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Maximizing Selective Cleavages at Aspartic Acid and Proline Residues for the Identification of Intact Proteins

  • David J. Foreman
  • Eric T. Dziekonski
  • Scott A. McLuckeyEmail author
Focus: Honoring Carol V. Robinson's Election to the National Academy of Sciences: Research Article

Abstract

A new approach for the identification of intact proteins has been developed that relies on the generation of relatively few abundant products from specific cleavage sites. This strategy is intended to complement standard approaches that seek to generate many fragments relatively non-selectively. Specifically, this strategy seeks to maximize selective cleavage at aspartic acid and proline residues via collisional activation of precursor ions formed via electrospray ionization (ESI) under denaturing conditions. A statistical analysis of the SWISS-PROT database was used to predict the number of arginine residues for a given intact protein mass and predict a m/z range where the protein carries a similar charge to the number of arginine residues thereby enhancing cleavage at aspartic acid residues by limiting proton mobility. Cleavage at aspartic acid residues is predicted to be most favorable in the m/z range of 1500–2500, a range higher than that normally generated by ESI at low pH. Gas-phase proton transfer ion/ion reactions are therefore used for precursor ion concentration from relatively high charge states followed by ion isolation and subsequent generation of precursor ions within the optimal m/z range via a second proton transfer reaction step. It is shown that the majority of product ion abundance is concentrated into cleavages C-terminal to aspartic acid residues and N-terminal to proline residues for ions generated by this process. Implementation of a scoring system that weights both ion fragment type and ion fragment area demonstrated identification of standard proteins, ranging in mass from 8.5 to 29.0 kDa.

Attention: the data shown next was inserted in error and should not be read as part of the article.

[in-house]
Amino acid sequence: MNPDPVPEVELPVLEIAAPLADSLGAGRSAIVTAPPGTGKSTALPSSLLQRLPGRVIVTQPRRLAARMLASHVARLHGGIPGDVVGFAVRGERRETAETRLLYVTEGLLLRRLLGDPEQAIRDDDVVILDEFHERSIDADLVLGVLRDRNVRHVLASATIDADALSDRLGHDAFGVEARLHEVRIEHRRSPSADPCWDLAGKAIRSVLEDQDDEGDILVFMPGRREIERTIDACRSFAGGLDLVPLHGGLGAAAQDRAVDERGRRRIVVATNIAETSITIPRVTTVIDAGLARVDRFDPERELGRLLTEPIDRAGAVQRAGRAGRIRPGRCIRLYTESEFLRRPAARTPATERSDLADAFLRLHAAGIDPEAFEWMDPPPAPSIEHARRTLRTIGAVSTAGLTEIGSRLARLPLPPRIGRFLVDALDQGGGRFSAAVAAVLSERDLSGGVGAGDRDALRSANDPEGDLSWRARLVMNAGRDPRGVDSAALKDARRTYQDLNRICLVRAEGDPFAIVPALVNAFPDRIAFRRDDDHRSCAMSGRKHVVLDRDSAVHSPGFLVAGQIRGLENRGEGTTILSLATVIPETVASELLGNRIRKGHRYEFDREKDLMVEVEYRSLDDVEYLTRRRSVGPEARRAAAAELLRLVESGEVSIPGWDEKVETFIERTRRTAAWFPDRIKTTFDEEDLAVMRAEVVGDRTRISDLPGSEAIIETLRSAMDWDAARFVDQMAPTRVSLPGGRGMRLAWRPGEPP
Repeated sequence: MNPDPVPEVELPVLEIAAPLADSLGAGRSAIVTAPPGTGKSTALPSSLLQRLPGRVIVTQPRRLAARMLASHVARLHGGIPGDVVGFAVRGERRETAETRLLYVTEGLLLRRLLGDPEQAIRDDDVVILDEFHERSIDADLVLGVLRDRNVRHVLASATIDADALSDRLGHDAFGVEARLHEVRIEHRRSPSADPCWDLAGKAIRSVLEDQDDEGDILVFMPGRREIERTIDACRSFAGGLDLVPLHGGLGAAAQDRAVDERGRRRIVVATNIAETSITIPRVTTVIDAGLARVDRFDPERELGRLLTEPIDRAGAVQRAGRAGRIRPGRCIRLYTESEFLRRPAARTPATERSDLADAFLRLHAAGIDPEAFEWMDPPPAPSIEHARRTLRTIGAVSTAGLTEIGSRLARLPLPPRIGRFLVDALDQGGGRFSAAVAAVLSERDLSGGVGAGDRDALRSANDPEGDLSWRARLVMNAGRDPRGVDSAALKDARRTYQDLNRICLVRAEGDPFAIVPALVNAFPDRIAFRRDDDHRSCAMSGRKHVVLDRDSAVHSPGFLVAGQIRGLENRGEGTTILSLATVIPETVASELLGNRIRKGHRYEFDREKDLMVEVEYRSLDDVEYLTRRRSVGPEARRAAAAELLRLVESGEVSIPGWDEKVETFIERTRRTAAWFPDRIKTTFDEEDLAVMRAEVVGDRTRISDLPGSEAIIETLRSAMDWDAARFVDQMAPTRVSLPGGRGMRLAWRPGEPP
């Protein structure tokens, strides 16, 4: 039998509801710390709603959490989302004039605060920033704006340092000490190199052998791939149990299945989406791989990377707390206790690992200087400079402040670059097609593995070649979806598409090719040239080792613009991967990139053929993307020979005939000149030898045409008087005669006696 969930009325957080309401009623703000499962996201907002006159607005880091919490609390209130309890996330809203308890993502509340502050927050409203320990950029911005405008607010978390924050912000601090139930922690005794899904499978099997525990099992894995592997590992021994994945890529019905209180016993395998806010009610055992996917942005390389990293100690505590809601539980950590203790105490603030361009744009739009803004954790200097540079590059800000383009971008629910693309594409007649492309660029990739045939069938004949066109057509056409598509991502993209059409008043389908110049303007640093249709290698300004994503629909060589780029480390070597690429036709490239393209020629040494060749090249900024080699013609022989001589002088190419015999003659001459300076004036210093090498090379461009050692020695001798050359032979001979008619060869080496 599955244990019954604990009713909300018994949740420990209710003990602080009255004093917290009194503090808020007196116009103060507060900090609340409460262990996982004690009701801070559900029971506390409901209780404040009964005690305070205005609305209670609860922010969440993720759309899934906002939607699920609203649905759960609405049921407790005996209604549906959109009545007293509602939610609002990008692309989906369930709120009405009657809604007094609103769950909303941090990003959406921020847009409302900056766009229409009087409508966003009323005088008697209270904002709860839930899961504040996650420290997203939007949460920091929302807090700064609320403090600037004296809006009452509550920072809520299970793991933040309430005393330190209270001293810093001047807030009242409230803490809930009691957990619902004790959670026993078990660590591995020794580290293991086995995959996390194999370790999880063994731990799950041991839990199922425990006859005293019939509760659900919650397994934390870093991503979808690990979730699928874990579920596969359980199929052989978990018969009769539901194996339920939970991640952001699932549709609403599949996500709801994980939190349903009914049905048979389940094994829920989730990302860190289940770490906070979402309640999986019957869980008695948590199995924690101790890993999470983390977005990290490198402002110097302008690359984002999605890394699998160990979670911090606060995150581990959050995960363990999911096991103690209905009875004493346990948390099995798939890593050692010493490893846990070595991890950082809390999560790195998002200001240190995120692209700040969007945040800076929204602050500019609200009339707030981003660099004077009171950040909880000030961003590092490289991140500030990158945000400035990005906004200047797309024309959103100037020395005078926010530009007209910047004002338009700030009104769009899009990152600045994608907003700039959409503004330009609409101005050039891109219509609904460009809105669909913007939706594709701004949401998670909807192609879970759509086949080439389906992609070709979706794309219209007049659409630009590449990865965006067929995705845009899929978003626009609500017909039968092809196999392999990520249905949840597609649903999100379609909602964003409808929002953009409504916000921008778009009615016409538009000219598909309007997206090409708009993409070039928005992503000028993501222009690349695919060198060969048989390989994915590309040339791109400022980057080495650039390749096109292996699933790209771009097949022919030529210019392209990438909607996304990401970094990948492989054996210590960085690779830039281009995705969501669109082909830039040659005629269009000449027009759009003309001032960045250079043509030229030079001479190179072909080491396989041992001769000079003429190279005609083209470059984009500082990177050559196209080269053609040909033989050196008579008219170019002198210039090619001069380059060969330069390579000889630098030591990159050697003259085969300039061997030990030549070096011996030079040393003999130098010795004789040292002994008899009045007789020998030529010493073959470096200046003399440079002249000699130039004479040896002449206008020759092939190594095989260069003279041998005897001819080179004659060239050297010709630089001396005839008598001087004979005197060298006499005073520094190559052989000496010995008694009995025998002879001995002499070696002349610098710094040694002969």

Graphical Abstract

Keywords

Ion/ion reactions Intact protein identification Top-down Selective fragmentation 

Notes

Acknowledgements

D.J.F. would like to acknowledge Catherine Rawlins and Daniel Donnelly of the Agar Lab at Northeastern University for helpful discussion regarding top-down sample preparation.

Funding Information

This work was supported by the National Institutes of Health (NIH) under Grant GM R37-45372. Graduate student support for D.J.F. provided by W. Brooks Fortune Fellowship in Analytical Chemistry.

Supplementary material

13361_2018_1965_MOESM1_ESM.docx (341 kb)
ESM 1 (DOCX 340 kb)

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Copyright information

© American Society for Mass Spectrometry 2018

Authors and Affiliations

  1. 1.Department of ChemistryPurdue UniversityWest LafayetteUSA
  2. 2.SCIEXConcordCanada

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